"Blank touches on virtually every aspect of the indefinable state and the result is something much more enticing than the actual experience of losing it." —Nylon “A bright addition to the popular literature of women's and cultural studies [and an] informative, funny and provocative analysis of one of the most elusive‹and prized‹qualities of human sexuality...Blank has no shortage of fascinating facts...Blank also has a pleasing, highly readable style that allows her to convey large amounts of information with wit and agility...Thoroughly researched, carefully argued and written with a sly sense of humor, this is a bright addition to the popular literature of women's and cultural studies.” —Publishers Weekly (starred review)
“It's a rare book that can provide a deeper understanding of our cultural relationship to female sexuality along with an array of lively cocktail party trivia. Impeccably researched and engagingly written, Virgin does both with wit, style, and intellectual rigor. Before I read it, I didn't even realize how little I knew about virginity, and how much there is to know. What a huge contribution to study of sexuality and gender.”--Lisa Jervis, Bitch: Feminist Response to Pop Culture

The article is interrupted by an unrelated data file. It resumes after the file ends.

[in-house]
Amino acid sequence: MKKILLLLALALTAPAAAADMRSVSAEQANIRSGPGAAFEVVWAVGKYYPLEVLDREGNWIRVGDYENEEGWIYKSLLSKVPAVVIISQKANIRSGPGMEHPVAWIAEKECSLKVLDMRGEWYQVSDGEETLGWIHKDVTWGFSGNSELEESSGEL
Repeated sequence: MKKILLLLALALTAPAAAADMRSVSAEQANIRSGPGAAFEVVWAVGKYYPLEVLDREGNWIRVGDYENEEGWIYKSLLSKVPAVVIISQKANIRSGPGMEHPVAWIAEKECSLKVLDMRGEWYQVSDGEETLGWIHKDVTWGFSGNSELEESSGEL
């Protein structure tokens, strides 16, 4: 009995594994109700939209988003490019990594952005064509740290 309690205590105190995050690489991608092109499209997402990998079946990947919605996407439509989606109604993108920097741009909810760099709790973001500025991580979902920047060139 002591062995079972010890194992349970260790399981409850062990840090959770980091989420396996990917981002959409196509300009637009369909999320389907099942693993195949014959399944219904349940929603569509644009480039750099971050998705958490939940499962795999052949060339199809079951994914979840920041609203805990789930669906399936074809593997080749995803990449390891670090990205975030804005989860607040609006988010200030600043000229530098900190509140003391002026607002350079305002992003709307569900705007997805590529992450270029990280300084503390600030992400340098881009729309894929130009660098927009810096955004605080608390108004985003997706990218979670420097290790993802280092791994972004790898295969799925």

“A well-researched history of virginity…In an era marked by a ‘chaotic maelstrom of virginities, Blanks book is a useful…antidote to our confusion.”—New York Times Book Review
Hanne Blanks revolutionary, rich, and entertaining survey of an astonishing untouched history reveals why humans have been fixated on an indefinable state of being since the dawn of time. As the butt of innumerable jokes, center of spiritual mysteries, locus of teenage angst, popular genre for pornography, and nucleus around which the worlds most powerful government has created an unprecedented abstinence policy, Virgin also shows how utterly important to contemporary times the topic is.
Blank presents a revolutionary and entertaining survey of the history of virginity. From the simple task of determining what constitutes its loss to why it matters in the first place, Blank tackles the reality--and the perceived reality--surrounding this indefinable state of being.
About the Author
Hanne Blank is a writer, historian, and public speaker whose work has been featured everywhere from OUT to Penthouse. An independent scholar, she has served in faculty positions at several colleges and universities, most recently as the 2004–2005 scholar of the Institute for Teaching and Research on Women at Towson University, Maryland.